It’s always great to get back home. In my life I’ve probably spend close to a year on those waters. (yes, probably somethings like 365 days, at least). The US Sailing Center of Martin County is where I first learned to sail a dinghy at summer camp. Where the high school sailing team that my sister and I started would practice. Where I poured my guts out during the 2004 Olympic Trials. The brackish water of the Indian River has a lot of my blood, sweat, and tears in it. And this year, it was really special to bring two sailors from the Rocky Mountains down to compete in what may be the most competitive club 420 event on the US circuit, and there’s no better time than mid-February to retreat from Colorado and spend some time in South Florida.
The Club420 MidWinter’s Regatta is an event that always presents a challenge. I think this was my 6th time at the event (3 times as a competitor, 3 times as a coach) and this year was no different. Bringing a team of young (in experience, not age) sailors called for a lot of preparation before each race. Lots of re-evaluation, lots of adjusting expectations, creative incentives, and pathways toward motivation. As a coach, this event stretched me in new ways. Which is good: athletes & coaches need to stretch, right.
Here are some takeaways from the event:
- The Set Up- The boats in our community sailing program in Colorado are not at the level of the other competitors. Our team learned very quickly what changes and new adaptations needed to be made on the boat (topping lift, trapeze wire setting, spin halyard modifications). We also learned very quickly how difficult it is to step into a new boat set up, our “toothbrush” modification was definitely a fail. This set us back during rigging on the practice day and first day of the event. This is an important lesson. I think the Dave Perry quote is something like, “The sailors who win the regatta have already done so before they hit the water.” We definitely learned the value of good preparation.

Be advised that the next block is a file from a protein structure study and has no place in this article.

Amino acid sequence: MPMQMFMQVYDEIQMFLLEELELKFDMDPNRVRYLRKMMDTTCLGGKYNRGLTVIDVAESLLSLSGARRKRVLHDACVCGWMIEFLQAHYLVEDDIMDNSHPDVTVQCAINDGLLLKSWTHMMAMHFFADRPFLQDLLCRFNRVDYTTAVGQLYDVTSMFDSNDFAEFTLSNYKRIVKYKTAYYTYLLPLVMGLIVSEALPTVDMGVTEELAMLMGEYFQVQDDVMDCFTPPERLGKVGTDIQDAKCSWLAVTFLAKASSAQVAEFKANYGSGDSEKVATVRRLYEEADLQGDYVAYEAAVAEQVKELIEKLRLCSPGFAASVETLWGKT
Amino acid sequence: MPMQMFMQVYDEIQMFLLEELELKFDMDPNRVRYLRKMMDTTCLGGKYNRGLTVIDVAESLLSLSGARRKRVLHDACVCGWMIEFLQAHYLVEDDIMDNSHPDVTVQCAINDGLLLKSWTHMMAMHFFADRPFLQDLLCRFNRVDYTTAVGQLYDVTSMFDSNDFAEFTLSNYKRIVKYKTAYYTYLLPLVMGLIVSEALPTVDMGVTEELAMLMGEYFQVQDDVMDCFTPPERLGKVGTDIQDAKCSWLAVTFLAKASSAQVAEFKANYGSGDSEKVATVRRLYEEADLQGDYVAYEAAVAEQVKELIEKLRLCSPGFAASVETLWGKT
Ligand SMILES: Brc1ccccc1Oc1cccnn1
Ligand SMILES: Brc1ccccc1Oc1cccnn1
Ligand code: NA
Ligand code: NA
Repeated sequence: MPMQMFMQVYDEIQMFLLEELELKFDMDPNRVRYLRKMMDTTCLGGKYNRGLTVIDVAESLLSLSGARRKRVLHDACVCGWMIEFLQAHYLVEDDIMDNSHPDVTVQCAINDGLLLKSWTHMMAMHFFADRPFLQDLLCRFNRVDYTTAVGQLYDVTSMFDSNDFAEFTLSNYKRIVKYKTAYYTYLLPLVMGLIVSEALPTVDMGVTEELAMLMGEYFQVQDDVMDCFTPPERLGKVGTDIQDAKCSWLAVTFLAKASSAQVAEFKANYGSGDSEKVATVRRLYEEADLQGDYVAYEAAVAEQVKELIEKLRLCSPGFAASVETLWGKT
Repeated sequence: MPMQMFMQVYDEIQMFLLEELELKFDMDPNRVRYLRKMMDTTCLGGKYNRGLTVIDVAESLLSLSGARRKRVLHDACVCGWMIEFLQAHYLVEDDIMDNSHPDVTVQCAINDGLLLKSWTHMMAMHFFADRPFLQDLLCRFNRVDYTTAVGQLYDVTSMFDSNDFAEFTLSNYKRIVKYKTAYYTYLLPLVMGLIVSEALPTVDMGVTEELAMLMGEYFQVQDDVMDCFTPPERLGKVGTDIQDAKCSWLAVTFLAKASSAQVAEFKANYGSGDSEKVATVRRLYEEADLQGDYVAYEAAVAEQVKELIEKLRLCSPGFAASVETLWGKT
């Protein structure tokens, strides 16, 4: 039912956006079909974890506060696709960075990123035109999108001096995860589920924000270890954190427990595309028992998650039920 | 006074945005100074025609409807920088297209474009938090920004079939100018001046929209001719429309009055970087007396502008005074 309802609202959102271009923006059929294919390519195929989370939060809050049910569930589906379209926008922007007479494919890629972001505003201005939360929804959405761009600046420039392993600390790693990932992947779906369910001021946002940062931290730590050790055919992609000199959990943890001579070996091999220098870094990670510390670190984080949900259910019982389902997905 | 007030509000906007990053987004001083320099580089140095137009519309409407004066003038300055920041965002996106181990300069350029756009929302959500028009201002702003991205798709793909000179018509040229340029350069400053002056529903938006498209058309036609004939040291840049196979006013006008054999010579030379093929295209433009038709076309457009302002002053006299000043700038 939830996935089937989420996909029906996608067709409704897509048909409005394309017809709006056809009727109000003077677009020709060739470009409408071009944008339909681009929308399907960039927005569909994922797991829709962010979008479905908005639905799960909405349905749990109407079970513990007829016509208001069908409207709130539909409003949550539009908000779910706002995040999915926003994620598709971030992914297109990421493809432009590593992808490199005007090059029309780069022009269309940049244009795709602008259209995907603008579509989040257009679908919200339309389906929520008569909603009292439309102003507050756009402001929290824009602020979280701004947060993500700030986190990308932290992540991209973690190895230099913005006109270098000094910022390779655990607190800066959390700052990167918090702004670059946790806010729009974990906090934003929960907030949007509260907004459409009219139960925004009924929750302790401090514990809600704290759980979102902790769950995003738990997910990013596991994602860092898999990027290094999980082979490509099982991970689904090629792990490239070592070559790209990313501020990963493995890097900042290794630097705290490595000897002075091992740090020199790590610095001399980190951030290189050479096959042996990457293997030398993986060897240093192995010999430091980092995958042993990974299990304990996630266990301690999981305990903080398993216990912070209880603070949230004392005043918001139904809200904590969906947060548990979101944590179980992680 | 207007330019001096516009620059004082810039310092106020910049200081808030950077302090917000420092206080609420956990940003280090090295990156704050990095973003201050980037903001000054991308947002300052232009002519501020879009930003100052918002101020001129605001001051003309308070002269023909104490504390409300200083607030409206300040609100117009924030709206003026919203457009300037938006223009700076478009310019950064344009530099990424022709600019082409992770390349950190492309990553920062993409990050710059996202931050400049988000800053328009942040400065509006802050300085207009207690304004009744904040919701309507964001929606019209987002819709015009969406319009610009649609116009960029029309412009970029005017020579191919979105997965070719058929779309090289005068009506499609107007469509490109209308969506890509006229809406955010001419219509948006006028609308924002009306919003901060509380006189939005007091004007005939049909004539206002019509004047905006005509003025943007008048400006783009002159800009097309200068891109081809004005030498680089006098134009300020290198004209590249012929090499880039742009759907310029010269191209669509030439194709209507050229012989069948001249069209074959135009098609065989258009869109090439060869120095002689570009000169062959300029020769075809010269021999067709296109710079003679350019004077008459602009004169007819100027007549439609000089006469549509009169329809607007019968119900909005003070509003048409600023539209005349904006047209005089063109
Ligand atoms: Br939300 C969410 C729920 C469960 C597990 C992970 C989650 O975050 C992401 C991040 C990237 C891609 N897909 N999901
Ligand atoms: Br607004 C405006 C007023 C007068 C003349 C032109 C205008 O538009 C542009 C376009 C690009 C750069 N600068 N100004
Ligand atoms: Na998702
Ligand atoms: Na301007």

- Technique- Our team started and finished the regatta as different sailors. It was amazing to see the progress and development they made in such a short time. Every time we hit the water the goal was to become more comfortable and efficient. “How many steps did it take to tack?” “How many times did my hands touch the spin pole?” “How could I have completed this job more efficiently and faster?,” is a question we should always ask. This goes back to practice days before the event. Approaching practice with the right amount of focus and goal setting helps refine all the movements so that once it’s regatta time, the technique is not a deficit in your race.
- Communication-Something we always need to work on. I notice teenagers, especially when stressed, yelling orders at each other. More often than not a skipper will yell at her crew, all the while focusing more on their teammate than their own responsibilities. How can we fix this issue? Open conversation and telling your teammate, “I’m doing this…” is a lot better than saying “Do this now, you son-of-a….!” A successful team can work in unison both silently and while speaking, this obviously just takes time. And let’s face it, even the pros yell at each other.
In the end, our team overcame a tremendous amount obstacles during this event. For me, it was a huge success. And now these sailors will bring their experience back to Colorado and share their stories and hard earned knowledge to uplift the skills and culture of our small sailing community. It was great to get back to Florida and catch up with many of my sailors and their parents. I can’t wait to go back net year and bring an even bigger team from the Rockies.